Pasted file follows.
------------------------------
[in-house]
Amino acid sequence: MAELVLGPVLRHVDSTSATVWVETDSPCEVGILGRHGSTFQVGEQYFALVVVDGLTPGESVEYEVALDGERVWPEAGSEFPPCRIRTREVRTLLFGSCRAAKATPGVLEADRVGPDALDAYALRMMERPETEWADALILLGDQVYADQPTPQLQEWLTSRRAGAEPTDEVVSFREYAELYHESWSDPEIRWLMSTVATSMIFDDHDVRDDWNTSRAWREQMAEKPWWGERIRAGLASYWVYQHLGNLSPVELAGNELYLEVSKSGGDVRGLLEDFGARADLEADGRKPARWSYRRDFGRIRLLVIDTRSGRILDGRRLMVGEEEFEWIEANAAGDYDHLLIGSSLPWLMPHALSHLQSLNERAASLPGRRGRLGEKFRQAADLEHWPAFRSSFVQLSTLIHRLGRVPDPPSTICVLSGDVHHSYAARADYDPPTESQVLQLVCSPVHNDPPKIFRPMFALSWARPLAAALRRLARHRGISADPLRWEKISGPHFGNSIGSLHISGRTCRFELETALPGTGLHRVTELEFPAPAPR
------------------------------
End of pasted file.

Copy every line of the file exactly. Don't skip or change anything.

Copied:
[in-house]
Amino acid sequence: MAELVLGPVLRHVDSTSATVWVETDSPCEVGILGRHGSTFQVGEQYFALVVVDGLTPGESVEYEVALDGERVWPEAGSEFPPCRIRTREVRTLLFGSCRAAKATPGVLEADRVGPDALDAYALRMMERPETEWADALILLGDQVYADQPTPQLQEWLTSRRAGAEPTDEVVSFREYAELYHESWSDPEIRWLMSTVATSMIFDDHDVRDDWNTSRAWREQMAEKPWWGERIRAGLASYWVYQHLGNLSPVELAGNELYLEVSKSGGDVRGLLEDFGARADLEADGRKPARWSYRRDFGRIRLLVIDTRSGRILDGRRLMVGEEEFEWIEANAAGDYDHLLIGSSLPWLMPHALSHLQSLNERAASLPGRRGRLGEKFRQAADLEHWPAFRSSFVQLSTLIHRLGRVPDPPSTICVLSGDVHHSYAARADYDPPTESQVLQLVCSPVHNDPPKIFRPMFALSWARPLAAALRRLARHRGISADPLRWEKISGPHFGNSIGSLHISGRTCRFELETALPGTGLHRVTELEFPAPAPR